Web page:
The Canadian Federation of Agriculture wrapped up its AGM yesterday.

Members  passed 53 resolutions that will outline the groups focus in the coming year. 

This year’s resolutions cover a range of issues, including: conservation, climate change, labour, rural infrastructure, crop protection, international trade, risk management and much more.

CFA delegates also voted in favor of lobbying the federal government to ensure that agricultural producers receive direct compensation for the carbon they sequester in their 
grasslands and grazing lands.

The resolution from the Agricultural Producers Association of Saskatchewan noted that producers play a significant role in maintaining and enhancing the carbon sequestration potential of their lands.

APAS says producers deserve recognition and financial support for their invaluable contributions to environmental sustainability.

A resolution calling on the CFA to ask the federal government to work with provincial crop insurance to fully fund a crop insurance yield cushioning policy was also passed. 

APAS calling on any previous years yields used to calculate producers production guarantees be capped at 70 per cent of their individual  long-term average.

They also put forward a couple of resolutions relating to the railways that were passed.

One would see the CFA lobby Transport Canada to provide the Canada Transportation Agency the authority and resources to monitor the rail transportation system, proactively collect information from shippers about rail service, investigate issues as they arise, apply penalties, and make orders to ensure compliance with service standards and obligations set out in the Canada Transportation Act.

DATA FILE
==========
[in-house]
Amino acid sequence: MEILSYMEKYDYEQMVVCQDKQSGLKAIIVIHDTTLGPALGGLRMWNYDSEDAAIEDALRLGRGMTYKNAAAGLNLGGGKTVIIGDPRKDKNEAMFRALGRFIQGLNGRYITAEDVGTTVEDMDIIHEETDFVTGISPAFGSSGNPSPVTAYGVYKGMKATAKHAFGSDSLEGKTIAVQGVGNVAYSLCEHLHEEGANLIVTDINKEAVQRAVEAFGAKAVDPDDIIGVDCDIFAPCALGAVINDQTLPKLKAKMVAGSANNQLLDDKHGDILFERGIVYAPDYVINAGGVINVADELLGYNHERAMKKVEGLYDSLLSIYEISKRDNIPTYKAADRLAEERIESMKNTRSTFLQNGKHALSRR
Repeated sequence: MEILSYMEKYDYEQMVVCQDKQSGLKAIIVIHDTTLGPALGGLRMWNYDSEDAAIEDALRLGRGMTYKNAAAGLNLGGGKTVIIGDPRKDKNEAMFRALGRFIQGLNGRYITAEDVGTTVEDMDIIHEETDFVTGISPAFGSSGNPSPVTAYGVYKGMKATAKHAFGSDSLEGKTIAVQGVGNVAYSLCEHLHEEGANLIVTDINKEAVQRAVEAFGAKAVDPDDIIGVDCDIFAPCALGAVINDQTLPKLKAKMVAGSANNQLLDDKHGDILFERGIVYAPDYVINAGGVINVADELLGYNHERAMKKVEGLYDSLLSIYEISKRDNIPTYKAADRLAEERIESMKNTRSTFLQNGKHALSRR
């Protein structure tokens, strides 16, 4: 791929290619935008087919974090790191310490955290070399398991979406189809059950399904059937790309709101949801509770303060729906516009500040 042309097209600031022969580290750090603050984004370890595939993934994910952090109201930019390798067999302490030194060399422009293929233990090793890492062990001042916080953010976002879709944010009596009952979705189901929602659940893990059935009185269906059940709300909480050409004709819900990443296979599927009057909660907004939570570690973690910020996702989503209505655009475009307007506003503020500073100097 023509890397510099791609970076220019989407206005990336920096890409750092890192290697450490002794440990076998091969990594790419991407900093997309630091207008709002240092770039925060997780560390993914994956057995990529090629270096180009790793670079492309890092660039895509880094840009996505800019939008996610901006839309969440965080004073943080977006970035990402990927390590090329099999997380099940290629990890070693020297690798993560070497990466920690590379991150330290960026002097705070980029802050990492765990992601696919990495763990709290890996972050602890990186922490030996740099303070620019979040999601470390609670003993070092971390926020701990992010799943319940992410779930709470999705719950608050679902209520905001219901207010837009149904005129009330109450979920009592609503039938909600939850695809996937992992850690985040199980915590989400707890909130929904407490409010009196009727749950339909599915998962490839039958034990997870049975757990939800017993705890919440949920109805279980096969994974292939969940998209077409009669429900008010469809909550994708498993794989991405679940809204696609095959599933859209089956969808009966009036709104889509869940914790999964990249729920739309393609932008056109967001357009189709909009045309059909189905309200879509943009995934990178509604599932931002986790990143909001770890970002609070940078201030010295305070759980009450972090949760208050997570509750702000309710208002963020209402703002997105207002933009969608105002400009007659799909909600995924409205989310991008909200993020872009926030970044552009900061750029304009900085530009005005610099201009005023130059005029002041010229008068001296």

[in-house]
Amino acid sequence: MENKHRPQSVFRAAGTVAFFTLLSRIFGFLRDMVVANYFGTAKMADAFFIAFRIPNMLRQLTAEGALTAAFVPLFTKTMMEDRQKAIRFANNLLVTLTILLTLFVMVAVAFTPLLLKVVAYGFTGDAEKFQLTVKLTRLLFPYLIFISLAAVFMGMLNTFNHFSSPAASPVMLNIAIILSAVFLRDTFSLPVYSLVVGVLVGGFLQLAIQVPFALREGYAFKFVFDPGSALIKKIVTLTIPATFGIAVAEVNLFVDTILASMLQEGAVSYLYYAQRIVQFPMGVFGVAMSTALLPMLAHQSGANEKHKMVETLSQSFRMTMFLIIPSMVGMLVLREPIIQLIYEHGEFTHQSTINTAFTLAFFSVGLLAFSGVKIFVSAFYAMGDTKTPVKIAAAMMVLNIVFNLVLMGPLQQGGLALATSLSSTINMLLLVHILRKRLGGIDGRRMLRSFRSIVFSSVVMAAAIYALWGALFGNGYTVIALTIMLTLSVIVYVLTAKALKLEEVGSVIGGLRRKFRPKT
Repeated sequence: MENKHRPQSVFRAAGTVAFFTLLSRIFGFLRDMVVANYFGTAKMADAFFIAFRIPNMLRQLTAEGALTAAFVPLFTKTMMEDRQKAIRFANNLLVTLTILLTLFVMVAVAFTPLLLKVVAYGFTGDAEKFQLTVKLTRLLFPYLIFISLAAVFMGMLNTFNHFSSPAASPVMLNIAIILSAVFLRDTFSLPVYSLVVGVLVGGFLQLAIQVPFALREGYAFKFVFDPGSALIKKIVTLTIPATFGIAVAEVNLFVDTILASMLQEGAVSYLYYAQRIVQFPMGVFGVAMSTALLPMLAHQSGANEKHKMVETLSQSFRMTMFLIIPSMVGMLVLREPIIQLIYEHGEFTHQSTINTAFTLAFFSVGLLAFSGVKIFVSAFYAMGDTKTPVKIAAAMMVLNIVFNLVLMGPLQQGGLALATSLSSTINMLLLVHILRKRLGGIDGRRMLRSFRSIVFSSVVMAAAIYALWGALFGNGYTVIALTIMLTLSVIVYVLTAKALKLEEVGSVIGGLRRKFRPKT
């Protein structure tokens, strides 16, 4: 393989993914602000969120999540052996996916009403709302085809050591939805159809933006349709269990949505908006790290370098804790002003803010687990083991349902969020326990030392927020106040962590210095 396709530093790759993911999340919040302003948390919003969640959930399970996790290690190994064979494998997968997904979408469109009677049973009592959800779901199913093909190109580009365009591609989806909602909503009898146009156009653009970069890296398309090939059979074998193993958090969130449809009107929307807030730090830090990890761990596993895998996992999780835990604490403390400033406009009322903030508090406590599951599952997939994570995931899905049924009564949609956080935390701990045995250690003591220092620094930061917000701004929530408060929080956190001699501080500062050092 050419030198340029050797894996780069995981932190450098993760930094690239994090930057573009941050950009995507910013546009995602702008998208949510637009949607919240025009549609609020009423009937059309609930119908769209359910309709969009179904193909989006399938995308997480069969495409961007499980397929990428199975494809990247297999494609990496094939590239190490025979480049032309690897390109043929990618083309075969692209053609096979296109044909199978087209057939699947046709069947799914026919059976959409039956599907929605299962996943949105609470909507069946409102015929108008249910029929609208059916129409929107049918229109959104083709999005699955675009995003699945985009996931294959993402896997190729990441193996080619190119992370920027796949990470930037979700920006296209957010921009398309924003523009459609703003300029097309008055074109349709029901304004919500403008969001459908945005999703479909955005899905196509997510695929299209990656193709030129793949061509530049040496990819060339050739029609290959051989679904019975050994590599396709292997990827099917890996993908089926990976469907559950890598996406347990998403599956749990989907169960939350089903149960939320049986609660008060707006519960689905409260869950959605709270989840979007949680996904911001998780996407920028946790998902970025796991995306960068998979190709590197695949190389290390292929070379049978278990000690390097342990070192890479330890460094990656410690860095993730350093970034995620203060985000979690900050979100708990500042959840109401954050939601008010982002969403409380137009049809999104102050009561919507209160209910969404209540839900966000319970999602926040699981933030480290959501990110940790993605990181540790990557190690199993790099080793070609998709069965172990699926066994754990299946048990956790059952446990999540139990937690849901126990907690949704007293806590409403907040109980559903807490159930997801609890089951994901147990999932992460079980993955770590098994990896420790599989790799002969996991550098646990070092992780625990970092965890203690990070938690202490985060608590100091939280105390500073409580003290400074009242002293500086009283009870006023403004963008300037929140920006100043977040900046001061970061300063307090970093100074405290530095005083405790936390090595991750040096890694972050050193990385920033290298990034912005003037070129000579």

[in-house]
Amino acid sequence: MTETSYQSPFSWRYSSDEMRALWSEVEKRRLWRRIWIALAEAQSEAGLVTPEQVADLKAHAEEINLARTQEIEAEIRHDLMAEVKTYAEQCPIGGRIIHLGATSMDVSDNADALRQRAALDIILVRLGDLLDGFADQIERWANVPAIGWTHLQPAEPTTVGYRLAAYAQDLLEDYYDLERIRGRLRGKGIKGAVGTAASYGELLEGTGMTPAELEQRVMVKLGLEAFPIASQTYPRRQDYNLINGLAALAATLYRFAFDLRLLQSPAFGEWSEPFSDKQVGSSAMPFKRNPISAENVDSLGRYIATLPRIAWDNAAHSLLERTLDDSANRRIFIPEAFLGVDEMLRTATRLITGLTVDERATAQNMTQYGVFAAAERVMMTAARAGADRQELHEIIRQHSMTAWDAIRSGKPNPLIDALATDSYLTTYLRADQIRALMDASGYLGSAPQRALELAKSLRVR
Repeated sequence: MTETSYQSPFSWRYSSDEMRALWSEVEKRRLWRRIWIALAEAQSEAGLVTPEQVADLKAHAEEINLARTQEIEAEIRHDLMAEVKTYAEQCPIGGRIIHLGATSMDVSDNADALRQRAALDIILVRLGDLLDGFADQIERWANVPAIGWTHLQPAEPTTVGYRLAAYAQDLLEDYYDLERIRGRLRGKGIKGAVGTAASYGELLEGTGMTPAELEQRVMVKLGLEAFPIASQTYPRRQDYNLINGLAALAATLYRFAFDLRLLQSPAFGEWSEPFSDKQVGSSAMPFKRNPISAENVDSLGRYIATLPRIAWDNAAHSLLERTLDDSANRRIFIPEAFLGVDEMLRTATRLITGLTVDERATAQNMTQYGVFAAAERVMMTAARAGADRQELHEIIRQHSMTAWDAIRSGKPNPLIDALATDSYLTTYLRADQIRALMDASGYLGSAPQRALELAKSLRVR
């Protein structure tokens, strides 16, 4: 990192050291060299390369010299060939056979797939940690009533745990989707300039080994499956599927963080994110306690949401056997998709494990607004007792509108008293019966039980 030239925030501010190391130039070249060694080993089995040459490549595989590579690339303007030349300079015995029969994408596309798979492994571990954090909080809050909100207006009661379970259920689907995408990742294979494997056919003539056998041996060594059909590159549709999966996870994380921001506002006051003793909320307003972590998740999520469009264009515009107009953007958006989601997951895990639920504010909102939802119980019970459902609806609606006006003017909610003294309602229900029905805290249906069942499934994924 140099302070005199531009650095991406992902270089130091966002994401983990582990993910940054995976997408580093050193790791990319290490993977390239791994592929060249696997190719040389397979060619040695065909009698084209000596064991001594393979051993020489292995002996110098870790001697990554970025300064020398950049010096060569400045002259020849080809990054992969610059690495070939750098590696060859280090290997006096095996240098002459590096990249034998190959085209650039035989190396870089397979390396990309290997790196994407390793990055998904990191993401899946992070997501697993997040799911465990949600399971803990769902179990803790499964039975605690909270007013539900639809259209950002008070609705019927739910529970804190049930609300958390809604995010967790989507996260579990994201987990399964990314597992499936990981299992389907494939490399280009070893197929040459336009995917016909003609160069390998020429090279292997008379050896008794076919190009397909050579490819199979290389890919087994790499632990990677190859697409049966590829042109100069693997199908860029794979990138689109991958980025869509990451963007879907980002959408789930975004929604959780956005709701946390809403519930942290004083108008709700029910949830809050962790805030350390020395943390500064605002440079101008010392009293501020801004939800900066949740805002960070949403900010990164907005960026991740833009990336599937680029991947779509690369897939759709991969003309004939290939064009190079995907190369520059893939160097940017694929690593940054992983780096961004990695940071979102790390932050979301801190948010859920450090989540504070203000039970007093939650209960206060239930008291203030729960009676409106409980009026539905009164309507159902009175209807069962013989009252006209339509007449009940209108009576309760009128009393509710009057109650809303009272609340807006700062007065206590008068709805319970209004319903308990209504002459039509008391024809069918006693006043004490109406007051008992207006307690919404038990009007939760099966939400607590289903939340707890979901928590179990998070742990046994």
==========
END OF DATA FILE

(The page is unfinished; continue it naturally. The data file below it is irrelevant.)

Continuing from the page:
They also wanted the CFA to ask Ottawa to ensure that carbon taxes on railway fuel and other inputs are not passed onto shippers in increased freight charges; and that any carbon taxes collected from rail transportation be made available in a separate fund for railways to invest in projects to reduce their emissions and improve efficiency in Canada’s rail transportation sector.

A key resolution from APAS that resonated with delegates in the room focused on the need for more veterinarians.

APAS asking the CFA to lobby the federal government to invest in the expansion and enhancement of veterinary medicine at Canadian colleges to support the recruitment and accreditation of foreign-trained veterinarians.

Director Julie Mortensen  says these foreign trained veterinarians are just as capable and as long as they pass our exams there's no reason why they shouldn't be practicing here in Canada. 

"We have a dire need for them. I think having the government provide this funding to veterinary colleges themselves in order to provide further testing for these foreign trained veterinarians is only a positive thing for our industry."

There's a growing concern right across the country about the need for livestock and production veterinarians in rural areas especially now as some vets are looking at retiring with no one to take over their practice.